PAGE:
Date: 22 August 2012
Venue: Conference room 6 (NLB), United Nations Headquarters,
Social inclusion in the face of greater mobility is one of the fundamental objectives of migration management. Access to education and health services as well as other basic rights facilitates social inclusion and greatly benefits the lives of all members of society, migrants and local communities alike. Yet, in the wake of the global economic crisis, discrimination and xenophobia against migrants have increased, endangering their enjoyment of human rights and access to basic services, including health and education.
Migrant health and education is a key determinant of empowerment and protection of migrants, particularly women and children. Access to health for migrants is possible in a number of ways: as part of the universal health care in countries of destination, through bilateral or multilateral cooperation between countries, and via special programs for migrants in vulnerable situations.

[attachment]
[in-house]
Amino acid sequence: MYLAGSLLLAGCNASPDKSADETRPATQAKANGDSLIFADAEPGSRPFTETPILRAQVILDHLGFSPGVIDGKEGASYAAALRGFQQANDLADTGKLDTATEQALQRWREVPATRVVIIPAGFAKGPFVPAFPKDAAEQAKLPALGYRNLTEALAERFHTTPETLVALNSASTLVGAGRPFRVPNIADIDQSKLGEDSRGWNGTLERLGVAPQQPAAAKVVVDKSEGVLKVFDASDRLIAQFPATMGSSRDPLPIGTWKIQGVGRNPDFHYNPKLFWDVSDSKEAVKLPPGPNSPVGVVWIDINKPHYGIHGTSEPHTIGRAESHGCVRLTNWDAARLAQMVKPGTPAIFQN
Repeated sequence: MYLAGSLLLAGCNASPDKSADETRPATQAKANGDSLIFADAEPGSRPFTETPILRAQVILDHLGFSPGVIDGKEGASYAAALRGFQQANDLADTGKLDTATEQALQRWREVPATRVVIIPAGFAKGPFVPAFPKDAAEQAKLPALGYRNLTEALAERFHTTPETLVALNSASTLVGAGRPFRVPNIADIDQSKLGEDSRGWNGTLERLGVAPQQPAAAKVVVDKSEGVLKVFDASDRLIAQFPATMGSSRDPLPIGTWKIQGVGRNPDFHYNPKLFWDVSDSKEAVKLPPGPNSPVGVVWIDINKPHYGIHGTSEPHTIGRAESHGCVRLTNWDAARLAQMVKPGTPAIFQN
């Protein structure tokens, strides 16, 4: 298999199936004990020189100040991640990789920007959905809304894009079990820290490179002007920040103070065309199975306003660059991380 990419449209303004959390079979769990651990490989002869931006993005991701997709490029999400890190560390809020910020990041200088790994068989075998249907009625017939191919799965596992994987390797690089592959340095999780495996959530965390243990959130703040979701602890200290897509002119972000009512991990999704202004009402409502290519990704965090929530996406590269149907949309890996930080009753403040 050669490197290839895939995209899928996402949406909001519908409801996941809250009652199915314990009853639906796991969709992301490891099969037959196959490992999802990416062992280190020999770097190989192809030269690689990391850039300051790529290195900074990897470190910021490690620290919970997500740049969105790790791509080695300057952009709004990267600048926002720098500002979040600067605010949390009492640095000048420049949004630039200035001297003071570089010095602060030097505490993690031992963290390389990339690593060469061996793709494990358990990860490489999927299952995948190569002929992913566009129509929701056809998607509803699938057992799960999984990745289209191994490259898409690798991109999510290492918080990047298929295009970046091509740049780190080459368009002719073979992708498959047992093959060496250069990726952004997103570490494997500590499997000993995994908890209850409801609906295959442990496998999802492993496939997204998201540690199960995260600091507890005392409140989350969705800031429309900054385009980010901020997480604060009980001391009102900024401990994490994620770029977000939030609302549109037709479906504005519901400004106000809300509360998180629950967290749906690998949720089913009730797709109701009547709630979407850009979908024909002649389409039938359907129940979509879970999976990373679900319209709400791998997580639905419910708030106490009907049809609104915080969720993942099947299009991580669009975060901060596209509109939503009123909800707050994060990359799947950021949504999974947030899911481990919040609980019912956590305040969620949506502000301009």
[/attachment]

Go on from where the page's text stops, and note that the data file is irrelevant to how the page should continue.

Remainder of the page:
Programs and policies that fail to address the specific needs and vulnerabilities of migrants inhibit social integration. Different factors such as age, gender, language or culture can create barriers for such groups. This may be exacerbated with migrants and can intervene in their effective participation in society and giving rise to potential vulnerabilities.
This half-day seminar considered the social inclusion of migrants through access to health and education services. It discussed States’ obligation to protect the basic rights of migrants, as well as its residents and citizens, and the challenges they face in providing access to basic services, as well as the effects of the difficulties migrants encounter in obtaining them. The particular challenges of vulnerable groups was also discussed.
Children, Adolescents, Youth and Migration: Access to Education and the Challenge of Social Cohesion by Brenda Haiplik, UNICEF’s Global Policy Initiative on Children, Adolescents, Youth and Migration
Overcoming challenges to social integration through access to health and education services by Rhon Reynolds, Co-Chair, African and Black Diaspora Global Network on HIV and AIDS